I thought I'd better write some new stuff rather than digging into my past as I have done in recent blogs. My reasoning for this is twofold. Firstly it is material that's fresh in my mind and therefore not tinged by the passing of time. Secondly, I want to prove to myself that I am able to still have great and funny experiences even though I have now entered into my fourth decade.
June 20th 2009
I am told to do my first weekend English camp and have no idea what this will entail. I am briefly informed that during the course of the afternoon I will have to play the role of a supermarket worker, waiter and immigration officer. I am also told that I will be working alongside another Western English teacher although no further information is provided.
I make my way to Yang Gok school to assist my co-teacher, Ina in getting the kids to the purpose built school somewhere in Changwon. Upon my arrival at Yang Gok school I am told that they have struggled to get the 20 required kids together and 8 of the kids have actually had to be forced into going. In South Korea kids are forced into education far too much. They go to school all day and then they are picked up at the school gates by buses supplied by private language academies, where they are deposited to endure their evening activities. The fact that these academies have such wonderful names as Toss English is a possible indicator of how below par South Korea really is in it's linguistic capabilities. In my opinion this forced education has to lot to answer for in South Korea's extremely high suicide rate. The pressure to succeed is unprecedented anywhere in the world.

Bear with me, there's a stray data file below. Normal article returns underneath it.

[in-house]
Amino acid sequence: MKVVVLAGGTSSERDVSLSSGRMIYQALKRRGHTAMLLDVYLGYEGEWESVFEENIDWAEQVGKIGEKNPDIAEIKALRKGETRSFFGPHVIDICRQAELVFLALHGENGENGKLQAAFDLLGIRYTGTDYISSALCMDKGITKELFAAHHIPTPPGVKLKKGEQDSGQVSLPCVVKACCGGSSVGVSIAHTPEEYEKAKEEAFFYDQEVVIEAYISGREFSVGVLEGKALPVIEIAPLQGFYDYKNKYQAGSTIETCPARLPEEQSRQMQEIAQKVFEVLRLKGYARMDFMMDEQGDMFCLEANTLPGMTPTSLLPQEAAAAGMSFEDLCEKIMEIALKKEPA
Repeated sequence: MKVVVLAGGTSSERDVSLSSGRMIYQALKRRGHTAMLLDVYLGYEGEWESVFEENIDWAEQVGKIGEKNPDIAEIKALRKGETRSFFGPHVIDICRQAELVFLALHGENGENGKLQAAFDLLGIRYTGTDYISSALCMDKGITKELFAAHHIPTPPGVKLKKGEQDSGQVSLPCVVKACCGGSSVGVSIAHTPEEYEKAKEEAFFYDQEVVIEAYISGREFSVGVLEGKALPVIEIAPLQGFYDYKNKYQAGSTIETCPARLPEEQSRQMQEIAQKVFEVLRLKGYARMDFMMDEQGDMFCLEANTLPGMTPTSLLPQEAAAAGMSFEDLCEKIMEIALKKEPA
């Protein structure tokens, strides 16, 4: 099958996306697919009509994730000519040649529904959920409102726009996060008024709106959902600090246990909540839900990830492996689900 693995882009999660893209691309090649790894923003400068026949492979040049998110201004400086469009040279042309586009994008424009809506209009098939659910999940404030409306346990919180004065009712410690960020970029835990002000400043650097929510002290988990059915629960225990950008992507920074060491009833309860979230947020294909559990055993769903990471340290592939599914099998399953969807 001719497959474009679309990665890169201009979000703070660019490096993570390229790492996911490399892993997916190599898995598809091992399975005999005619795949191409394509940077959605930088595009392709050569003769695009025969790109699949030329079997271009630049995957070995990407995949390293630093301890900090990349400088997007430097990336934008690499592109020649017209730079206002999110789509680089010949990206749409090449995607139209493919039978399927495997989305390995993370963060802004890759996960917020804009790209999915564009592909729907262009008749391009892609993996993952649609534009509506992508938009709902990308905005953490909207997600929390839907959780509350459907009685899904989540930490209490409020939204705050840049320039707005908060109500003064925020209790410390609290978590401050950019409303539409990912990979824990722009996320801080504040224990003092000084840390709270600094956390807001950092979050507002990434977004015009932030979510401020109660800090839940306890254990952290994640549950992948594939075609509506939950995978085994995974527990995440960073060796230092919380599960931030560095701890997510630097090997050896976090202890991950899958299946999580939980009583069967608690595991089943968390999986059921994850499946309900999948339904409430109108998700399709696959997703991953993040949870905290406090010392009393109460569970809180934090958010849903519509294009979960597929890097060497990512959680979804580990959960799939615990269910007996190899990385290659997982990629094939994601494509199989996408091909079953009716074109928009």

I arrive at the English academy with a co teacher and 19 kids in tow. One kid has dropped out already, wasn't he the lucky one! We take off our shoes at the school entrance, as is custom in South Korea and follow 2 academy assistants to a waiting room upstairs. We are half an hour early and the other English teacher is yet to arrive. The kids sit and eat their pack lunches whilst Ina embarrassingly makes excuses for why she has not made me a packed lunch. Although the kids English language abilities are virtually non existent, they are finely tuned to the sensitivity of the situation and club together to make me a packed lunch.
I am informed by the assistant of the school that the other English teacher has arrived and is cooling down in the library. I am eager to see who he is and start walking towards the library to introduce myself. However, as I am halfway across the room, the school assistant stands in front of me and mumbles something like "let him cool down first, he's just walked here".In Summer time South Korea, I am informed is an extremely humid place. Today, it is hot and sticky but nowhere near what we are about to experience in August. Personally I feel mildly affected by the weather today and have a few beads of sweat on my head. With this in mind I return to my seat and wait for my Western co assistant to emerge.
Ten minutes later the library doors are literally flung open and an exceedingly overweight, ridiculously sweaty, old American guy launches himself into the arena of education. He proceeds to walk around the room at pace opening windows, shutting doors, turning on fans and generally preparing the room to his exact specifications. He does this in a robotic manner without looking anybody in the eye. This is his routine and it is apparent that nobody can talk to him until he is ready to talk. Maybe a little cruel to say this but if you saw this guy on a paedophile most wanted list you would not be in the least surprised. He has a mop of greasy, sweaty hair complete with centre parting, and his belly protrudes well beyond the belt of his trousers. He is wearing a pair of dirty chino trousers and a ragged old dirty shirt. He oozes sweat from his every pore and in his hand he clenches a hankie which he periodically uses to wipe his brow. This sweaty hankie ends up in his mouth on many occasions throughout the afternoon, as he delves both hands into a candy bag to throw sweets to the better achieving kids. Finally, his routine complete, he stands in front of the class and we all await his words.